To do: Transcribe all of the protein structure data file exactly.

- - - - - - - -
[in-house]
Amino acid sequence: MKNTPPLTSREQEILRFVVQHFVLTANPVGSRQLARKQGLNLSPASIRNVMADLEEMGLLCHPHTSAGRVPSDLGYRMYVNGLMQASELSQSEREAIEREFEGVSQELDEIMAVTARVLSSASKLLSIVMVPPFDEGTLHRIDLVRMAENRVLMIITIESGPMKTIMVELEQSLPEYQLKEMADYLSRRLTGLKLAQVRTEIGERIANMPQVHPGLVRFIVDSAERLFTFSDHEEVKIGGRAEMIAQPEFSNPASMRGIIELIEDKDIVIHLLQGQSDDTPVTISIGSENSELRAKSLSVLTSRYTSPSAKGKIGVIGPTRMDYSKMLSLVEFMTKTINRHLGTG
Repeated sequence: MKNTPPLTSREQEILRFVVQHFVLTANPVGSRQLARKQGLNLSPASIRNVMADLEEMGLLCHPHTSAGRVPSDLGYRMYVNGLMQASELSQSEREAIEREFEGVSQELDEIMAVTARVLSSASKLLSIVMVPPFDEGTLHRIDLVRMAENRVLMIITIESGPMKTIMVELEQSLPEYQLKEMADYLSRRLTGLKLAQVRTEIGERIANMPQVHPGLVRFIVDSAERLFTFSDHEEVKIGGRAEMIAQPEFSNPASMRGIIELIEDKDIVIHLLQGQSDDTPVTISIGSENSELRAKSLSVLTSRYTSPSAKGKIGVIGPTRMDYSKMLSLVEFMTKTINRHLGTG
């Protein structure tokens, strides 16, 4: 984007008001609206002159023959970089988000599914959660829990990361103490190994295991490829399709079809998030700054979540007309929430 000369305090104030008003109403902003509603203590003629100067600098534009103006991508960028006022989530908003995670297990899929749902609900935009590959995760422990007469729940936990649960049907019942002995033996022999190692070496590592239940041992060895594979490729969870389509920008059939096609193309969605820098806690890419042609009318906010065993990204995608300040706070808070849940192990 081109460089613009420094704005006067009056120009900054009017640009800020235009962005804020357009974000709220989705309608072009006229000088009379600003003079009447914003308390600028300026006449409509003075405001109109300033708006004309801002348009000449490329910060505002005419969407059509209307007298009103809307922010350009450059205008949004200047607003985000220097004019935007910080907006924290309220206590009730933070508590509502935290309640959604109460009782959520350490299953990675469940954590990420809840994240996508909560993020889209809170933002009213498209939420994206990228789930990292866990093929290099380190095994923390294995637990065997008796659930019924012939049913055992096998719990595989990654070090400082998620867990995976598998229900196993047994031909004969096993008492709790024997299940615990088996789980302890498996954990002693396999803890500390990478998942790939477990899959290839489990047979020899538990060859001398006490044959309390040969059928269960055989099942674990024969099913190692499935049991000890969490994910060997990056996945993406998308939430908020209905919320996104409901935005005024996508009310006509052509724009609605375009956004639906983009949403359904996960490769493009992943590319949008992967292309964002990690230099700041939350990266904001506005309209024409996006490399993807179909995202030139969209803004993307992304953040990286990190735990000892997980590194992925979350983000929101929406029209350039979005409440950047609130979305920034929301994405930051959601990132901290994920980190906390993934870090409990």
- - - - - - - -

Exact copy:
[in-house]
Amino acid sequence: MKNTPPLTSREQEILRFVVQHFVLTANPVGSRQLARKQGLNLSPASIRNVMADLEEMGLLCHPHTSAGRVPSDLGYRMYVNGLMQASELSQSEREAIEREFEGVSQELDEIMAVTARVLSSASKLLSIVMVPPFDEGTLHRIDLVRMAENRVLMIITIESGPMKTIMVELEQSLPEYQLKEMADYLSRRLTGLKLAQVRTEIGERIANMPQVHPGLVRFIVDSAERLFTFSDHEEVKIGGRAEMIAQPEFSNPASMRGIIELIEDKDIVIHLLQGQSDDTPVTISIGSENSELRAKSLSVLTSRYTSPSAKGKIGVIGPTRMDYSKMLSLVEFMTKTINRHLGTG
Repeated sequence: MKNTPPLTSREQEILRFVVQHFVLTANPVGSRQLARKQGLNLSPASIRNVMADLEEMGLLCHPHTSAGRVPSDLGYRMYVNGLMQASELSQSEREAIEREFEGVSQELDEIMAVTARVLSSASKLLSIVMVPPFDEGTLHRIDLVRMAENRVLMIITIESGPMKTIMVELEQSLPEYQLKEMADYLSRRLTGLKLAQVRTEIGERIANMPQVHPGLVRFIVDSAERLFTFSDHEEVKIGGRAEMIAQPEFSNPASMRGIIELIEDKDIVIHLLQGQSDDTPVTISIGSENSELRAKSLSVLTSRYTSPSAKGKIGVIGPTRMDYSKMLSLVEFMTKTINRHLGTG
């Protein structure tokens, strides 16, 4: 984007008001609206002159023959970089988000599914959660829990990361103490190994295991490829399709079809998030700054979540007309929430 000369305090104030008003109403902003509603203590003629100067600098534009103006991508960028006022989530908003995670297990899929749902609900935009590959995760422990007469729940936990649960049907019942002995033996022999190692070496590592239940041992060895594979490729969870389509920008059939096609193309969605820098806690890419042609009318906010065993990204995608300040706070808070849940192990 081109460089613009420094704005006067009056120009900054009017640009800020235009962005804020357009974000709220989705309608072009006229000088009379600003003079009447914003308390600028300026006449409509003075405001109109300033708006004309801002348009000449490329910060505002005419969407059509209307007298009103809307922010350009450059205008949004200047607003985000220097004019935007910080907006924290309220206590009730933070508590509502935290309640959604109460009782959520350490299953990675469940954590990420809840994240996508909560993020889209809170933002009213498209939420994206990228789930990292866990093929290099380190095994923390294995637990065997008796659930019924012939049913055992096998719990595989990654070090400082998620867990995976598998229900196993047994031909004969096993008492709790024997299940615990088996789980302890498996954990002693396999803890500390990478998942790939477990899959290839489990047979020899538990060859001398006490044959309390040969059928269960055989099942674990024969099913190692499935049991000890969490994910060997990056996945993406998308939430908020209905919320996104409901935005005024996508009310006509052509724009609605375009956004639906983009949403359904996960490769493009992943590319949008992967292309964002990690230099700041939350990266904001506005309209024409996006490399993807179909995202030139969209803004993307992304953040990286990190735990000892997980590194992925979350983000929101929406029209350039979005409440950047609130979305920034929301994405930051959601990132901290994920980190906390993934870090409990």